The Smith & Wesson Pro Series CORE pistols were announced several months ago, and they were ready to run at the Media Day event at the SHOT Show this year. I had the chance to shoot an M&P9 fitted with a Trijicon RMR sight. [Ed. note: Check out Paul Carlson's interview regarding the Trijicon RMR here.]
The three-dot sights were taller than the standard sights so you can co-witness through the optic. This is good should something go wrong with the optic in combat or competition. The downside is they could be somewhat distracting for some people – nothing that isn’t quickly overcome with training, however. I didn’t have any problems with them.
I’ve shot a lot of AR-type rifles with various red dot optics, but I think this was the first pistol I have shot with one. The RMR sight worked just as I would expect it to. The bright aiming point was easy to see, allowing for fast target acquisition. Accuracy was very good with the RMR.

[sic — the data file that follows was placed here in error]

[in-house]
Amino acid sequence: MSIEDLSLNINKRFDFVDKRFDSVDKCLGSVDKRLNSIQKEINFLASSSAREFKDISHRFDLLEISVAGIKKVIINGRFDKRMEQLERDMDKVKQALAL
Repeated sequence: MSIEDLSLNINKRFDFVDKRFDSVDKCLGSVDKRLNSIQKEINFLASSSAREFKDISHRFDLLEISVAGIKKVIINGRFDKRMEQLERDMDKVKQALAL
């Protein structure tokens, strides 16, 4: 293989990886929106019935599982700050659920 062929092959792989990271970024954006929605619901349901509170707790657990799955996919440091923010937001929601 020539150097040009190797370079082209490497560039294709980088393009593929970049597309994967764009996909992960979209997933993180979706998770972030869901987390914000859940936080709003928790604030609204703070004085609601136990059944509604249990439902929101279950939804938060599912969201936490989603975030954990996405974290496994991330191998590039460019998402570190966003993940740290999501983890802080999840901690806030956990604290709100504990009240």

Trijicon has an excellent reputation for building durable optics. Friends of mine who have used an ACOG overseas have been very complimentary of the ruggedness are reliability of them. The RMR is also supposed to be designed to take a beating (listen to the above interview by Paul Carlson.) While a group of writers at Media Day isn’t the harshest thing a RMR is likely to encounter, the guns were certainly being shot a lot. Also, the temps were very cold – below freezing when I was shooting. Both the gun and the optic ran 100%.
Having an RMR or similar red dot on top of your pistol does add to the overall size of the gun. However, I think the benefits may outweigh the drawbacks of a larger package. There are a number of kydex holster makers who are already making scabbards for guns fitted with an optic. I also saw a new duty holster from Safariland this year designed to accomodate a red dot. So, we may be reaching critical mass on pistol optics.